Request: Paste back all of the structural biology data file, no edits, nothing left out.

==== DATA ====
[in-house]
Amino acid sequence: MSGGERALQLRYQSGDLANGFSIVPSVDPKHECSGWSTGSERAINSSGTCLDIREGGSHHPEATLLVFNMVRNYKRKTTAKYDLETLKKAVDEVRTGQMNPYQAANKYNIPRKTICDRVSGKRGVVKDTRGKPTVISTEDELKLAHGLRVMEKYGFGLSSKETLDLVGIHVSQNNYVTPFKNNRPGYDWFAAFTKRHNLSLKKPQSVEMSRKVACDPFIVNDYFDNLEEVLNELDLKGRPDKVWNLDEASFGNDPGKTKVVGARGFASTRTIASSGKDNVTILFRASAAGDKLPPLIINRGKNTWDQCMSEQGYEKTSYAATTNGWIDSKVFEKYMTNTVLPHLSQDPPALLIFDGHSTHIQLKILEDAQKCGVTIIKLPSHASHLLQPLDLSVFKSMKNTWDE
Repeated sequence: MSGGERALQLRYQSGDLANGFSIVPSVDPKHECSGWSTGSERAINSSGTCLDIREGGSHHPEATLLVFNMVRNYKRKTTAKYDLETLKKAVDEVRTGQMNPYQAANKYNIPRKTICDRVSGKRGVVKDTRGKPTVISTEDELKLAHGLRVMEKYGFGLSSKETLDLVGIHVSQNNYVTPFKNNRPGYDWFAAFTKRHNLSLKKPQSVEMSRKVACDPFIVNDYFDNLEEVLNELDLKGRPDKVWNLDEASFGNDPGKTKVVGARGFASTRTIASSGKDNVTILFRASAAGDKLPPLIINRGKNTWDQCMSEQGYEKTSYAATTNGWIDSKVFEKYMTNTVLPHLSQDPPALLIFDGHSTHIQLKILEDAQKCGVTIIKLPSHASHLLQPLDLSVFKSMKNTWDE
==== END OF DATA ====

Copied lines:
[in-house]
Amino acid sequence: MSGGERALQLRYQSGDLANGFSIVPSVDPKHECSGWSTGSERAINSSGTCLDIREGGSHHPEATLLVFNMVRNYKRKTTAKYDLETLKKAVDEVRTGQMNPYQAANKYNIPRKTICDRVSGKRGVVKDTRGKPTVISTEDELKLAHGLRVMEKYGFGLSSKETLDLVGIHVSQNNYVTPFKNNRPGYDWFAAFTKRHNLSLKKPQSVEMSRKVACDPFIVNDYFDNLEEVLNELDLKGRPDKVWNLDEASFGNDPGKTKVVGARGFASTRTIASSGKDNVTILFRASAAGDKLPPLIINRGKNTWDQCMSEQGYEKTSYAATTNGWIDSKVFEKYMTNTVLPHLSQDPPALLIFDGHSTHIQLKILEDAQKCGVTIIKLPSHASHLLQPLDLSVFKSMKNTWDE
Repeated sequence: MSGGERALQLRYQSGDLANGFSIVPSVDPKHECSGWSTGSERAINSSGTCLDIREGGSHHPEATLLVFNMVRNYKRKTTAKYDLETLKKAVDEVRTGQMNPYQAANKYNIPRKTICDRVSGKRGVVKDTRGKPTVISTEDELKLAHGLRVMEKYGFGLSSKETLDLVGIHVSQNNYVTPFKNNRPGYDWFAAFTKRHNLSLKKPQSVEMSRKVACDPFIVNDYFDNLEEVLNELDLKGRPDKVWNLDEASFGNDPGKTKVVGARGFASTRTIASSGKDNVTILFRASAAGDKLPPLIINRGKNTWDQCMSEQGYEKTSYAATTNGWIDSKVFEKYMTNTVLPHLSQDPPALLIFDGHSTHIQLKILEDAQKCGVTIIKLPSHASHLLQPLDLSVFKSMKNTWDE